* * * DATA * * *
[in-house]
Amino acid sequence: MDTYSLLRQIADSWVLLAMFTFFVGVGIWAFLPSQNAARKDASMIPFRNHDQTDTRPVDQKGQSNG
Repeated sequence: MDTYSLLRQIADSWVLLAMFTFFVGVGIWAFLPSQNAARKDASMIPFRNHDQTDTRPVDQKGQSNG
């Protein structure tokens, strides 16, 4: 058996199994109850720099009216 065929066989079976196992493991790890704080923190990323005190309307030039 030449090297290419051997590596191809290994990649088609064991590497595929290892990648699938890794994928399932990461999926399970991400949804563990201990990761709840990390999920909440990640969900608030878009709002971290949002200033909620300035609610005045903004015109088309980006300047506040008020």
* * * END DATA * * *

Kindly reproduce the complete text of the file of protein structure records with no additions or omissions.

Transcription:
[in-house]
Amino acid sequence: MDTYSLLRQIADSWVLLAMFTFFVGVGIWAFLPSQNAARKDASMIPFRNHDQTDTRPVDQKGQSNG
Repeated sequence: MDTYSLLRQIADSWVLLAMFTFFVGVGIWAFLPSQNAARKDASMIPFRNHDQTDTRPVDQKGQSNG
């Protein structure tokens, strides 16, 4: 058996199994109850720099009216 065929066989079976196992493991790890704080923190990323005190309307030039 030449090297290419051997590596191809290994990649088609064991590497595929290892990648699938890794994928399932990461999926399970991400949804563990201990990761709840990390999920909440990640969900608030878009709002971290949002200033909620300035609610005045903004015109088309980006300047506040008020």